More often than not, patients seeking speech and language services are denied by their insurance companies, though many insurance plans plainly state speech-language therapy is a covered benefit. Understanding your employers healthcare benefits manual is a good starting place. Further explanation of your coverage can be obtained from the benefits coordinator at your workplace.Policies may refer to treatment as speech therapy, speech pathology, rehabilitation services, speech-language, occupational, and physical therapies — it is all the same.
It is important to make note of the coverage limits and diagnosis exclusions. To better understand your policy as it relates to speech therapy, use these Talking Points to guide your conversation with your insurance company.
How to Appeal a Claim Denial
STEP 1: Review the End of Benefit Statements (EOBs) for the denial status reason. If you do not have these documents, contact the insurance company and request a written denial.
Reasons for denial often include not medically necessary, experimental treatment, not a covered service, treatment is developmental, or treatment is considered educational.
STEP 2: If coverage language (stated in manual) supports payment, an appeal letter describing the disorder, it’s medical nature and a direct reference to paragraph in coverage policy should be written. If possible, include a letter from your physician, speech-language (evaluation and/or progress report) to support medical necessity. Send all documents related to the appeal in one envelope via certified mail and fax. Submit this documentation within 30 days of denial.
Sample Appeal Letters & Additional Supports
- Education vs Restorative Sample Appeal Letter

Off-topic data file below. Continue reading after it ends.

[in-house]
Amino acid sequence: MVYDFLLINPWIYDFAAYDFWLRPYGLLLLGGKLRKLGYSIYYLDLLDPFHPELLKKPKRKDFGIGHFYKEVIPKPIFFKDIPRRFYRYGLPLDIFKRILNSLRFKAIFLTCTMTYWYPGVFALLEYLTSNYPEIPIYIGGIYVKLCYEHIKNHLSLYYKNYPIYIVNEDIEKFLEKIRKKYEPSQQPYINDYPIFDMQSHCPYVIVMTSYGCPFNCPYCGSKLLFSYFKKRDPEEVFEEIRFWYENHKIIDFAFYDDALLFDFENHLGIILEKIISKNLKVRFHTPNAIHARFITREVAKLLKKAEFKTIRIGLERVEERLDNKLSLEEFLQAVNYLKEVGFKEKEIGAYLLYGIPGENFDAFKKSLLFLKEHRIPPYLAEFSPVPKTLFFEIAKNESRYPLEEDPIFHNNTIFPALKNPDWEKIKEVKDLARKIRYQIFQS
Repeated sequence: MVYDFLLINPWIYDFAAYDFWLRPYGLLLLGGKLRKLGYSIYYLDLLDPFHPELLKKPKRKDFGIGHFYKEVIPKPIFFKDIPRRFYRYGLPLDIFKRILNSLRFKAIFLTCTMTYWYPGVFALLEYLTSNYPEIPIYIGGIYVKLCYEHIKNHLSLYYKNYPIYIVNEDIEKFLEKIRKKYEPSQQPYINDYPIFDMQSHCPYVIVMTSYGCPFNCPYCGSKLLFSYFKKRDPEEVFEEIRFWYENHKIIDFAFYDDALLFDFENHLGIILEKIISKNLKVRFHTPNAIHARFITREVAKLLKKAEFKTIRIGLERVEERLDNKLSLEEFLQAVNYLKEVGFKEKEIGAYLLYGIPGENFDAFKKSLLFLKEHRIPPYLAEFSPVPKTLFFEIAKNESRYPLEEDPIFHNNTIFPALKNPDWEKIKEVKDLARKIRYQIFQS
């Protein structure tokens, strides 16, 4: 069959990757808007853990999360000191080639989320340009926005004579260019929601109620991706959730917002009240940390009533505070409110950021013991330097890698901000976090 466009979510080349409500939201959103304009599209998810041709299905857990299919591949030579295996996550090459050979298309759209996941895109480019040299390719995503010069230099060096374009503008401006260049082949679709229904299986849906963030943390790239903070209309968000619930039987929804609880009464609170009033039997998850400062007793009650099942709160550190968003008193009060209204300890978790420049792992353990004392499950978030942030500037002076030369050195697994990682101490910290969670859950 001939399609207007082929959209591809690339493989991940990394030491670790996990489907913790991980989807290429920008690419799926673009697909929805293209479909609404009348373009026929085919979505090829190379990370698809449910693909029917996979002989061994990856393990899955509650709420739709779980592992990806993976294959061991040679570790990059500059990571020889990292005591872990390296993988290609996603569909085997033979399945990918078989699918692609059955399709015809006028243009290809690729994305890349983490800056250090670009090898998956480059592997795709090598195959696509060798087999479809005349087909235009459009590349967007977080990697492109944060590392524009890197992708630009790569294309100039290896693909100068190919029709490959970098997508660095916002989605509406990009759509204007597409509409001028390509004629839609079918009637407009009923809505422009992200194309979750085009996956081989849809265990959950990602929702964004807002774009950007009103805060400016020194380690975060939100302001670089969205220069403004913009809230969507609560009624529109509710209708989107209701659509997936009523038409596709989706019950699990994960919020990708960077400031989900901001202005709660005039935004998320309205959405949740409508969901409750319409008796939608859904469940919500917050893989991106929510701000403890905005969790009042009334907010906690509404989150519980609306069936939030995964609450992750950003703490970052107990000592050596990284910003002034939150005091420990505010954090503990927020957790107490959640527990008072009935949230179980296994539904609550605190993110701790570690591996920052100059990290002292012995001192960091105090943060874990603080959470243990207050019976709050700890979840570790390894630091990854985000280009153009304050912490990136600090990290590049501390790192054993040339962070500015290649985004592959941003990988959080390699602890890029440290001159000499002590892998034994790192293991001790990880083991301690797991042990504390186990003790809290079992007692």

- Stuttering Sample Appeal Letter (Fluency Disorder)
- Audiological Evaluation Sample Appeal Letter
- Hearing Aid for a Child Sample Appeal Letter
- Treatment Efficacy of Pediatric Communication Disorders (i.e. autism spectrum, phonological, language, feeding/swallowing, hearing, stuttering, cognitive-communication)
STEP 3: While waiting for the results of the appeal, contact the benefits coordinator manager at your place of employment. Share with them your conversations with the insurance company and copies of all letters sent and received. Let them know the insurance carrier has denied a needed service for your child though written policy states otherwise. Inform them that the current coverage for children with speech-language disorders is not adequate and better coverage is needed in the future. It is possible that your employer is completely unaware of the difference in policy and actual claim remittance. Also, other employees may be significantly affected by the level of coverage offered and if enough complaints are being made, your employer may consider a change in policy.
STEP 4: If the outcome of your appeal is a second denial, submit a formal complaint to your state’s insurance commissioner (Georgia Office of Insurance & Fire Safety Commissioner). The department logs all complaints and if enough families file complaints, they may decide to investigate a particular issue. You can also educate your legislators about the limitations of pediatric insurance coverage for children with special needs. Contacting local editors or newspapers and tv news outlets are also another route and making your voice heard.
STEP 5: If all else fails, living in Georgia offers you the opportunity to take advantage of a Deeming Waiver, which provides funding for therapies your child may need regardless of household income; this is funded through Medicaid. Assistance completing the necessary forms to apply is available via a FREE 2-hour seminar on Parent to Parent of Georgia’s website (scroll down to “Healthcare”). Atlanta Speech Therapy can direct you to a healthcare consultant in your area whom can complete the forms for you or review your completed forms to reduce the chances of denial.
References & Additional Information
*Cigna Speech Therapy Policy
*Aetna Speech, Voice, Dysphagia Therapy Policies
*United Healthcare Speech Therapy Policy
10 Questions to Ask When Contacting Your Insurance Company
Be the ‘Squeaky Wheel’ If Health Claim Denied
National Association of Insurance Commissioners
Appealing Claims by Janet McCarthy (powerpoint)
Employer Insurance Tool Kit
Who Are Your Local Elected Officials?